8. Thanks, Linda! It's so fun getting the inside scoop on the process.

  9. Love all your designs! Thanks for sharing your talent with us!! ��

  10. Interesting. I can see how it helps to be somewhat artistic. Off to stitch!

  11. Very interesting. Thank you for sharing. I look forward to the next class. :)

  12. Thank you for the insight! I love hearing about the creative process and I love your work. You have inspired me to look into charting software. Thank you! :-)

  13. Thank you for the insight into the designing process. I find it amazing that you can still use a computer program from 20 years ago to design! Having said this, is there a program that you would recommend that one can download/purchase today? Thank you again from JK in Honolulu P.S. Love your designs. . .

  14. This was SO interesting! I'm perfectly happy with my older version of Microsoft Office, so I completely understand your sticking with your older design program. I started stitching in the 70s when 1/4 and 3/4 stitches were so often used. I hated them!!!!! But your designs are charming, funny, sentimental, beautiful and inspiring, and your talent is appreciated and loved by so many of us. Thank you, thank you!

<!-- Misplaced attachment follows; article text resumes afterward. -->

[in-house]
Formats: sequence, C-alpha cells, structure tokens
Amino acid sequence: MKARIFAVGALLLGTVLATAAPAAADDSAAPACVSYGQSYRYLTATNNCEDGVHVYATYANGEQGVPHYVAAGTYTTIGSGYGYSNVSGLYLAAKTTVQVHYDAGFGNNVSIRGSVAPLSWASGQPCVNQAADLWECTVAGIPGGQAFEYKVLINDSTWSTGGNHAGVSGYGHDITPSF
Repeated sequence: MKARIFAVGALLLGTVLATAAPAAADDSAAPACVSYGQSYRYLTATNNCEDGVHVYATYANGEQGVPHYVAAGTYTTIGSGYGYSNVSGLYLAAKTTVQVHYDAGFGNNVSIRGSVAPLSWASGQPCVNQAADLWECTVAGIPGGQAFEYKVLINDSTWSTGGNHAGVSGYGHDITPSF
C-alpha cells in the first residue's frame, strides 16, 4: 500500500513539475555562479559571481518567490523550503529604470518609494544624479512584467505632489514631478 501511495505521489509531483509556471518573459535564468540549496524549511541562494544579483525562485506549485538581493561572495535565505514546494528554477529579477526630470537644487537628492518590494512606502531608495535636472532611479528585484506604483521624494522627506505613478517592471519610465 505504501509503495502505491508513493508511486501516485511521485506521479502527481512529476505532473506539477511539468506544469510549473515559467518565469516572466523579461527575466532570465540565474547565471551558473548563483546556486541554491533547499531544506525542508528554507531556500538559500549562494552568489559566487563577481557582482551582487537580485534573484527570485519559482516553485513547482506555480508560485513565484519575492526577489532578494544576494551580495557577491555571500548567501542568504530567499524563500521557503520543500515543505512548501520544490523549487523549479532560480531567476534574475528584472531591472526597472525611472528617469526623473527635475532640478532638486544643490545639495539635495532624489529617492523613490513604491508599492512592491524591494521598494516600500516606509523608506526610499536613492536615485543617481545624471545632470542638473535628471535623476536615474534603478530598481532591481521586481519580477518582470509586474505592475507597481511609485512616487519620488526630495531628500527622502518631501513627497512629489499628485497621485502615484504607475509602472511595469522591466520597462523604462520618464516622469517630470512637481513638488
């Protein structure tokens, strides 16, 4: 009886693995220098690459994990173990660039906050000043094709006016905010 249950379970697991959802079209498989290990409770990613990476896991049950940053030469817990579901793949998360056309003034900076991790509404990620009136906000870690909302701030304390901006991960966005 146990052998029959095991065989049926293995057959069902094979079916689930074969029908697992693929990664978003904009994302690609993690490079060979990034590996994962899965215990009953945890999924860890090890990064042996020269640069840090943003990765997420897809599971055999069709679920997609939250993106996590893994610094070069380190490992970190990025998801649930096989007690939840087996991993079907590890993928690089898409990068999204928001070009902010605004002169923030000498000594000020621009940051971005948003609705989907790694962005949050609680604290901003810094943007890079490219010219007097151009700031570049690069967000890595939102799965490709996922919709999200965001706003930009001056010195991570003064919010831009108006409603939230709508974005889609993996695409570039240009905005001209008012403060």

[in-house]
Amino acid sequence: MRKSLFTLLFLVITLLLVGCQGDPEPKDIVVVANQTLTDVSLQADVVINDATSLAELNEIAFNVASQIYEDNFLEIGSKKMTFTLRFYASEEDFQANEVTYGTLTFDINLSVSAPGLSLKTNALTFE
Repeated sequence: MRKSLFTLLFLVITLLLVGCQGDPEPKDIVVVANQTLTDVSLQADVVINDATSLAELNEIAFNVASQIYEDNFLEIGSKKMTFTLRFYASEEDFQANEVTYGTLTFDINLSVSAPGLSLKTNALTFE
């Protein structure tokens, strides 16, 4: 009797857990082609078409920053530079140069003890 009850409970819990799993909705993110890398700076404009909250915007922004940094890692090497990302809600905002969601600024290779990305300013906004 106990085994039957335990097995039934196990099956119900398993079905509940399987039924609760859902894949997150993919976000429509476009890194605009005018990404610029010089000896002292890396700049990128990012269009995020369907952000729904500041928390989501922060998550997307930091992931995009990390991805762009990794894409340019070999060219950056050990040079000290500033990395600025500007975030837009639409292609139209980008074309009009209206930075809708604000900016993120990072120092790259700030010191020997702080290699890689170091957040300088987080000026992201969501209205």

15. Thank you! I love the 1st lesson...and can't wait for the second one :)
    Greetings from Italy

  16. I grabbed a cup of coffee and read your post. SO interesting and can't wait to read next the part of your designing process. I know there are many design programs out there, but could you recommend one?

  17. Thank you for this information! I would like to know if you can suggest a program for the home user who would like to design small sayings and motifs for their home. Thank you!

  18. Hello, Linda! I want to know what is program you use in your pattern creation?
    Thanks for sharing... your creations and life! :)
    Big hug